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Question Number: 33568

Law 12 - Fouls and Misconduct 8/11/2019

RE: Rec Adult

Russell of Sydney, Australia asks...

Handball " not handball?

https://www.yoursoccerdose.com/11867232-watford-vs-brighton-hove-albion-premier-league/#3

Have only seen highlights of the Watford v Brighton EPL match, however, it would seem that there was no review of the possible HB when a Brighton player in the 'wall', jumped and the ball made contact with his forearm.

While I say 'would seem that there is no review' - there may have been one, however, they deemed it all clear, and so the play just continues.

It just seems odd that there was no request to Ref Pawson to review this one considering jumping is a deliberate action.

Could it be due to the defender may not have changes his position of his arms in the jump (compared to when stationary) 'to make himself bigger' and therefore increase his 'silhouette'.

This looks to be a good case study to discuss what might constitute 'making oneself bigger' or having an unnatural 'silhouette' etc.



Answer provided by Referee Jason Wright

Hi Russell,
VAR operates by constantly reviewing absolutely everything that occurs. In fact, VAR is even reviewing things not shown by the main camera. So, nothing ever escapes reviews.
If the VAR is of the opinion that a clear and obvious error has occurred (in one of the jurisdiction areas - of which this would be, being a potential PK), then it's recommended for on-field review. No on-field review doesn't mean the VAR didn't review it - just that the VAR didn't think it was a clear and obvious error.

For me this is a foul any day of the week. The defender has stuck the elbow out to the side - it's on the defenders to minimise the area their arms are occupying, to a reasonable extent. There was simply no reason for the arm to be where it was - it wasn't a part of the natural jumping motion; rather it was inattention. Even if the arm was tucked in closer to the chest, with the turning to the side it would still make for an interesting discussion. But for me - given the arm was sticking out from the chest, it's simple.

My personal viewpoint is all the discussion about 'silhouette' doesn't really change much, if anything. It just puts some of the guidance we've all been practicing into writing. Old laws, new laws - it's a foul for me either way.

And my personal view is that it's such a clearcut foul is that I think it would have warranted an on-field review and a PK.
A final comment - the lack of recommendation for on-field review doesn't necessarily indicate that the VAR agreed with the referee's initial decision. It's possible for the VAR to think it may be a foul, but to have the opinion that there's sufficient doubt or argument that it hasn't reached the threshold for VAR intervention.



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Answer provided by Referee Richard Dawson

HI Russell,
It is the same reason why players can not link arms in the wall, it gives a chicken wing extension and takes away space. I have yet to see it but as described it appears that a HB could be evident. That said if VAR did not pick it up , and opponents did not scream and referee and AR missed it play goes on!
Cheers



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Answer provided by Referee Joe McHugh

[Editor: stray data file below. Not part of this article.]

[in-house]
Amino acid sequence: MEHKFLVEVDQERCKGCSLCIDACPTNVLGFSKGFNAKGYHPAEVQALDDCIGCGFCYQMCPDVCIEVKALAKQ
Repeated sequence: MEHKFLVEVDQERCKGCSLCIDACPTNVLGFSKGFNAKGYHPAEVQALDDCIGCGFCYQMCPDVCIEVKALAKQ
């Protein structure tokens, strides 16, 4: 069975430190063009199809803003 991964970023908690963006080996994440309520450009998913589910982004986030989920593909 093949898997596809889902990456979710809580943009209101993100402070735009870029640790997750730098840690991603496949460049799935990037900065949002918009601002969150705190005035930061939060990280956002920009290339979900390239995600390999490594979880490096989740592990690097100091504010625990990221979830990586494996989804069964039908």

Hi Russell
The referee Craig Pawson was looking straight at it and obviously opined it was not deliberate handling. The VAR official based on the fact that the referee had clearly seen the incident and may have communicated that between themselves then there was no point in looking at it again on review.
This is an interesting one because we have to consider the advice on handling or for that matter our 'old' understanding of handling. What referees are looking for is whether the players make themselves unnaturally bigger. In this case, Glenn Murray in the opinion of the referee felt that he did not and as it is opinion based it was not a clear and obvious error. Only the referee can call for the review so if the referee was happy with his call then that is the end of it
Another referee could see the movement as deliberate handling and award the penalty kick or for that matter ask to review it and then make the call.
Personally I felt it was handling and it should have been called in real time. It would be interesting what the referee observer on the day thought of the decision and how it was handled.





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Answer provided by Referee Peter Grove

Hi Russell,
While I have not seen the incident itself, let me just point out that under the VAR protocol all potential penalty incidents are looked at by the VAR team. However an actual review is only carried out if the referee decides one is necessary, based on the information relayed to them by the VAR. Here is how the protocol summary issued by the IFAB puts it:

''The VAR will automatically 'check' every situation/decision to see if a potential clear error has been made in a match-changing situation or if a serious incident/offence has been missed [...]

If no review is needed then communication with the referee is not necessary this is a 'silent check'. If a 'check' indicates that an incident should be reviewed, the referee should be informed immediately.''

So the incident in question would certainly have been checked but since no actual review was conducted, it would seem that no clear error was detected by the VAR and this was a 'silent check' only.



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